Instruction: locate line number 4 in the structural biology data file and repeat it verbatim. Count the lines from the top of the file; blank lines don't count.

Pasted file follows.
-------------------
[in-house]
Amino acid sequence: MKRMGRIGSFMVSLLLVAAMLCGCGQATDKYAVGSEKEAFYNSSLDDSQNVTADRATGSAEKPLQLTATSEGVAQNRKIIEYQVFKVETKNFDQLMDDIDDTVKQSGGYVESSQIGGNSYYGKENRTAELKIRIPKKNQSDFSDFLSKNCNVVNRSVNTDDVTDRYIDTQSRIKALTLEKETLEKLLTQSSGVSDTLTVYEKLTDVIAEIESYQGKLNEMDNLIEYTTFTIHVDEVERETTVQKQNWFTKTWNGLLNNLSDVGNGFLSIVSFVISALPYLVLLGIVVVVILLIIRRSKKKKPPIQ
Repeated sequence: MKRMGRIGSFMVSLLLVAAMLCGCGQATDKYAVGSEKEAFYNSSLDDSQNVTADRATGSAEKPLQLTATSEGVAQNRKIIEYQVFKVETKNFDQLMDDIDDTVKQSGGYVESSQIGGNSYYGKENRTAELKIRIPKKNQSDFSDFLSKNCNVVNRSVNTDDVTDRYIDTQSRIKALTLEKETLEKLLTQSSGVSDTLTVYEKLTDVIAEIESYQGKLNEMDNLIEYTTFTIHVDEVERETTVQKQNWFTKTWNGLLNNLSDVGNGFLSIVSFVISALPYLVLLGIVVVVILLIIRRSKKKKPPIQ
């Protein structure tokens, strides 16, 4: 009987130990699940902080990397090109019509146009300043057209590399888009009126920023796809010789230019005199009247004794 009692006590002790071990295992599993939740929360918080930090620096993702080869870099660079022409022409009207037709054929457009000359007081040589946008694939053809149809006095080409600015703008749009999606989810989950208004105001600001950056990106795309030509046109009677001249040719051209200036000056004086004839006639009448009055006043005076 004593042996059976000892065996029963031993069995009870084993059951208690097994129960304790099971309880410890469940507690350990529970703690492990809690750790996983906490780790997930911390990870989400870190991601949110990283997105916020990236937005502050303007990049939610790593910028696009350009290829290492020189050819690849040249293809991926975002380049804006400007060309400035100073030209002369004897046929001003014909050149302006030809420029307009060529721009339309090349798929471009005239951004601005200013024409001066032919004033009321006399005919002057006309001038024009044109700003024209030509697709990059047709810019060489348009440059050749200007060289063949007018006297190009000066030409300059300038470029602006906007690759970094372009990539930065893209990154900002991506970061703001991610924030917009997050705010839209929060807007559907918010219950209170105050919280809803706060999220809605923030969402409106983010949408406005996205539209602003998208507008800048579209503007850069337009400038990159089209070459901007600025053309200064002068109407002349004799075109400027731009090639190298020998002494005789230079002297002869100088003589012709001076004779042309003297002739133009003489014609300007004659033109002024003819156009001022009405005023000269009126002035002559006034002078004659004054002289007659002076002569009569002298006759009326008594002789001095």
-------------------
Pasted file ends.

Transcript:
């Protein structure tokens, strides 16, 4: 009987130990699940902080990397090109019509146009300043057209590399888009009126920023796809010789230019005199009247004794 009692006590002790071990295992599993939740929360918080930090620096993702080869870099660079022409022409009207037709054929457009000359007081040589946008694939053809149809006095080409600015703008749009999606989810989950208004105001600001950056990106795309030509046109009677001249040719051209200036000056004086004839006639009448009055006043005076 004593042996059976000892065996029963031993069995009870084993059951208690097994129960304790099971309880410890469940507690350990529970703690492990809690750790996983906490780790997930911390990870989400870190991601949110990283997105916020990236937005502050303007990049939610790593910028696009350009290829290492020189050819690849040249293809991926975002380049804006400007060309400035100073030209002369004897046929001003014909050149302006030809420029307009060529721009339309090349798929471009005239951004601005200013024409001066032919004033009321006399005919002057006309001038024009044109700003024209030509697709990059047709810019060489348009440059050749200007060289063949007018006297190009000066030409300059300038470029602006906007690759970094372009990539930065893209990154900002991506970061703001991610924030917009997050705010839209929060807007559907918010219950209170105050919280809803706060999220809605923030969402409106983010949408406005996205539209602003998208507008800048579209503007850069337009400038990159089209070459901007600025053309200064002068109407002349004799075109400027731009090639190298020998002494005789230079002297002869100088003589012709001076004779042309003297002739133009003489014609300007004659033109002024003819156009001022009405005023000269009126002035002559006034002078004659004054002289007659002076002569009569002298006759009326008594002789001095």